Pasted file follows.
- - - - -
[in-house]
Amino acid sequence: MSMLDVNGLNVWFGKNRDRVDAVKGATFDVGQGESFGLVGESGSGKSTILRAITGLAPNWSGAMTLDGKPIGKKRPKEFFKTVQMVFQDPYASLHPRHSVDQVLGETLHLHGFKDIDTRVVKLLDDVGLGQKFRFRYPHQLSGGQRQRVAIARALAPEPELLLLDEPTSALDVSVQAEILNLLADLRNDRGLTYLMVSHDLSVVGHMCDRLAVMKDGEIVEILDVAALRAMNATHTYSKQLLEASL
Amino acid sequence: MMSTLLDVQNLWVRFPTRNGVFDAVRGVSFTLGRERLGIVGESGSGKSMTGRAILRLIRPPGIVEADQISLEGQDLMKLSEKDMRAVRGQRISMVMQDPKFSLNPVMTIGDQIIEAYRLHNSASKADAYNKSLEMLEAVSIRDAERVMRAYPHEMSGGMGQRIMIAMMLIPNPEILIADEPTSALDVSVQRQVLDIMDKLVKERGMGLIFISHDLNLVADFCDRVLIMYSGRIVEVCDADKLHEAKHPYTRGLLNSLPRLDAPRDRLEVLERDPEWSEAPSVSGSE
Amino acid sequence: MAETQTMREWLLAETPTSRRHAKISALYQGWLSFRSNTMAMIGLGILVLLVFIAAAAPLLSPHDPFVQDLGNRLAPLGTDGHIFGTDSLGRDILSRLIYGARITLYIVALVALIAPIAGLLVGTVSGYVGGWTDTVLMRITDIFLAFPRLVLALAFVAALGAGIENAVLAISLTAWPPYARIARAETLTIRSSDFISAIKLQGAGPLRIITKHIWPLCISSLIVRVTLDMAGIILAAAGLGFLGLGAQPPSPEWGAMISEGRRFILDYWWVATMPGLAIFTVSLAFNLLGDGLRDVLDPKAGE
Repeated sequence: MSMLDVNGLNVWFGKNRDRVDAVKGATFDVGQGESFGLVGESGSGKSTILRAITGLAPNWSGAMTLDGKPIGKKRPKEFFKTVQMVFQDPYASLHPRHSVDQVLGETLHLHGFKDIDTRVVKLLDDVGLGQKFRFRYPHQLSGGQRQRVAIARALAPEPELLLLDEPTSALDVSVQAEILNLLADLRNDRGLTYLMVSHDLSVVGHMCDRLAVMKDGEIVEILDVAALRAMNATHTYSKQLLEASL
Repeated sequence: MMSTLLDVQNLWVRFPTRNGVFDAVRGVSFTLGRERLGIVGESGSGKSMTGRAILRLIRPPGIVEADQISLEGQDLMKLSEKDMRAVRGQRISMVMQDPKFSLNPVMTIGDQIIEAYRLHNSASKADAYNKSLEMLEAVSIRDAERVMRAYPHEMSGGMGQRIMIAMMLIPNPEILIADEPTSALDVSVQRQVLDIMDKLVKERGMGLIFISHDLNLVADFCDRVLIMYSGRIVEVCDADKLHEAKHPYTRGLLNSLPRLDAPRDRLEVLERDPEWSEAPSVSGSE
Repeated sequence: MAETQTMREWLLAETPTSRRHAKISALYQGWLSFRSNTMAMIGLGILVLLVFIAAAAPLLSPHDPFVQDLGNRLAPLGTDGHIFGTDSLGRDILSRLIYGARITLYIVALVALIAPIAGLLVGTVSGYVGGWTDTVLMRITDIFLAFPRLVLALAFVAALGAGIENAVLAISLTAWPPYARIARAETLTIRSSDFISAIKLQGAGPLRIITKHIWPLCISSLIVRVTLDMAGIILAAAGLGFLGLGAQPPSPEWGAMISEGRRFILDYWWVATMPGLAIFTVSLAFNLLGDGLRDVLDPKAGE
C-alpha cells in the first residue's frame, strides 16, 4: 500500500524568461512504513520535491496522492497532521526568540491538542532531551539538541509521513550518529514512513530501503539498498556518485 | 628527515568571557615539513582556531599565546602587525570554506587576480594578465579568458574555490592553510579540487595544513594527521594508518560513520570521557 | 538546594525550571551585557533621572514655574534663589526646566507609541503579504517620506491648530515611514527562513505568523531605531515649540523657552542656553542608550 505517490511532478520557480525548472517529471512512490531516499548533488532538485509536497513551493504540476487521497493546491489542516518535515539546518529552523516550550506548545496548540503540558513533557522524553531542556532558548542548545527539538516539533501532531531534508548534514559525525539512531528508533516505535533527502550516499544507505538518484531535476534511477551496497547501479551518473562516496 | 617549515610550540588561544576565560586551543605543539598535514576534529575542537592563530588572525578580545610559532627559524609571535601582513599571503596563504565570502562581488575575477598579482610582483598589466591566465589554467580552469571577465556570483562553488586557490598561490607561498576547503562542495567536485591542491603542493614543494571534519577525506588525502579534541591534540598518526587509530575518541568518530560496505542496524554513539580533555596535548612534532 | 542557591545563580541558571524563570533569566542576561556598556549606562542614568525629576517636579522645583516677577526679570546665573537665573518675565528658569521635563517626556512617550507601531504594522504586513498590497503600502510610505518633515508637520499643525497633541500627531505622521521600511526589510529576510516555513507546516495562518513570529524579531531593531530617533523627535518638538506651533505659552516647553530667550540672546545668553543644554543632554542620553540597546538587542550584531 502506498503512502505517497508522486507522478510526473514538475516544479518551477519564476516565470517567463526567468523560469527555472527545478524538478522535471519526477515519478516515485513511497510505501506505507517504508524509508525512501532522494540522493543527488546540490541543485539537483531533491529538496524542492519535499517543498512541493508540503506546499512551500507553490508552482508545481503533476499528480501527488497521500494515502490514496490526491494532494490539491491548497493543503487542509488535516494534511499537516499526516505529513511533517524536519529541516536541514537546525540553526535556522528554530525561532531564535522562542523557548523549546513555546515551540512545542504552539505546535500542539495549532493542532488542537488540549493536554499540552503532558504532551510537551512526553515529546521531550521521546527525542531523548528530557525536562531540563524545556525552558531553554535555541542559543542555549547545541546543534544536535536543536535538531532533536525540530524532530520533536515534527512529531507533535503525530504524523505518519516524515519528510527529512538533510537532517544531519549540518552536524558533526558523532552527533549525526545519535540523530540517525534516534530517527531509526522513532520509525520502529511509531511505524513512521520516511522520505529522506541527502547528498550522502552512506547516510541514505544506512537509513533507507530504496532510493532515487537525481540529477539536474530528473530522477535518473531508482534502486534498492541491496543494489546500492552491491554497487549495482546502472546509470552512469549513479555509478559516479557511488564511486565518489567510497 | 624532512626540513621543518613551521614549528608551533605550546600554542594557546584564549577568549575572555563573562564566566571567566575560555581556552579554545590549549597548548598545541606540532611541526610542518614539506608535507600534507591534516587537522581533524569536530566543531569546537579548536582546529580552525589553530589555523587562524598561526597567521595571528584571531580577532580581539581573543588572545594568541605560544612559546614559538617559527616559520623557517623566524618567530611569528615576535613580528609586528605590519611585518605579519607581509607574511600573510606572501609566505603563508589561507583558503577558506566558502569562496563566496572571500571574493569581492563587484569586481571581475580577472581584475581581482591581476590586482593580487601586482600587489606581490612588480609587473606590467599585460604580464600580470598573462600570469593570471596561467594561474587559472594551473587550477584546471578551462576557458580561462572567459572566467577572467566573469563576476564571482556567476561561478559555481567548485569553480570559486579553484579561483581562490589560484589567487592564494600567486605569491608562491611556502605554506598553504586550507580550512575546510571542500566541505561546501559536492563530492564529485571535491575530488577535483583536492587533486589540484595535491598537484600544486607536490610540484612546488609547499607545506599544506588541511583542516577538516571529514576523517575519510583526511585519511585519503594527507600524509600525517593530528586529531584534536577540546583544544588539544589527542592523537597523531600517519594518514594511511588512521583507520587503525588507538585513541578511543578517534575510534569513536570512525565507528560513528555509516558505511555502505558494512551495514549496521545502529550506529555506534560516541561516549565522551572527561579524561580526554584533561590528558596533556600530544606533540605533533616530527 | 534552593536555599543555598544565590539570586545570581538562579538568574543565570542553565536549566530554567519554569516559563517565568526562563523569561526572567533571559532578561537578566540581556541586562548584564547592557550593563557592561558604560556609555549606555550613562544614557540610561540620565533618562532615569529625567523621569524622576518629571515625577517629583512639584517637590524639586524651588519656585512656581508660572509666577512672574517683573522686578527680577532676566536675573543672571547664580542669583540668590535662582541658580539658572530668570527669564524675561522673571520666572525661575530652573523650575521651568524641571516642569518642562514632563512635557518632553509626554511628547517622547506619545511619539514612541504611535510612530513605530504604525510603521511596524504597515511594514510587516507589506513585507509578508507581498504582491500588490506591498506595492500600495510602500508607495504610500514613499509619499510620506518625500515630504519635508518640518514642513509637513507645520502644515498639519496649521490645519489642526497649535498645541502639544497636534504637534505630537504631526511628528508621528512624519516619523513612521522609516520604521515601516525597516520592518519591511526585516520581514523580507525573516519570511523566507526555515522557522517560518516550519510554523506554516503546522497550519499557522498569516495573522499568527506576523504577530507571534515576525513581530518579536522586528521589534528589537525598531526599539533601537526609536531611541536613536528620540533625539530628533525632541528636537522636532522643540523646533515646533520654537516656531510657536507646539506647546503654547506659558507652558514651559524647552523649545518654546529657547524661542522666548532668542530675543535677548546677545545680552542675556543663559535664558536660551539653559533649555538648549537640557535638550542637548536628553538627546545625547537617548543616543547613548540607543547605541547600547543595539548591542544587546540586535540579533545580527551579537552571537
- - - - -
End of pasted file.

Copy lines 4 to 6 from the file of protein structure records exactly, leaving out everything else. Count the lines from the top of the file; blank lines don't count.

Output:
Amino acid sequence: MAETQTMREWLLAETPTSRRHAKISALYQGWLSFRSNTMAMIGLGILVLLVFIAAAAPLLSPHDPFVQDLGNRLAPLGTDGHIFGTDSLGRDILSRLIYGARITLYIVALVALIAPIAGLLVGTVSGYVGGWTDTVLMRITDIFLAFPRLVLALAFVAALGAGIENAVLAISLTAWPPYARIARAETLTIRSSDFISAIKLQGAGPLRIITKHIWPLCISSLIVRVTLDMAGIILAAAGLGFLGLGAQPPSPEWGAMISEGRRFILDYWWVATMPGLAIFTVSLAFNLLGDGLRDVLDPKAGE
Repeated sequence: MSMLDVNGLNVWFGKNRDRVDAVKGATFDVGQGESFGLVGESGSGKSTILRAITGLAPNWSGAMTLDGKPIGKKRPKEFFKTVQMVFQDPYASLHPRHSVDQVLGETLHLHGFKDIDTRVVKLLDDVGLGQKFRFRYPHQLSGGQRQRVAIARALAPEPELLLLDEPTSALDVSVQAEILNLLADLRNDRGLTYLMVSHDLSVVGHMCDRLAVMKDGEIVEILDVAALRAMNATHTYSKQLLEASL
Repeated sequence: MMSTLLDVQNLWVRFPTRNGVFDAVRGVSFTLGRERLGIVGESGSGKSMTGRAILRLIRPPGIVEADQISLEGQDLMKLSEKDMRAVRGQRISMVMQDPKFSLNPVMTIGDQIIEAYRLHNSASKADAYNKSLEMLEAVSIRDAERVMRAYPHEMSGGMGQRIMIAMMLIPNPEILIADEPTSALDVSVQRQVLDIMDKLVKERGMGLIFISHDLNLVADFCDRVLIMYSGRIVEVCDADKLHEAKHPYTRGLLNSLPRLDAPRDRLEVLERDPEWSEAPSVSGSE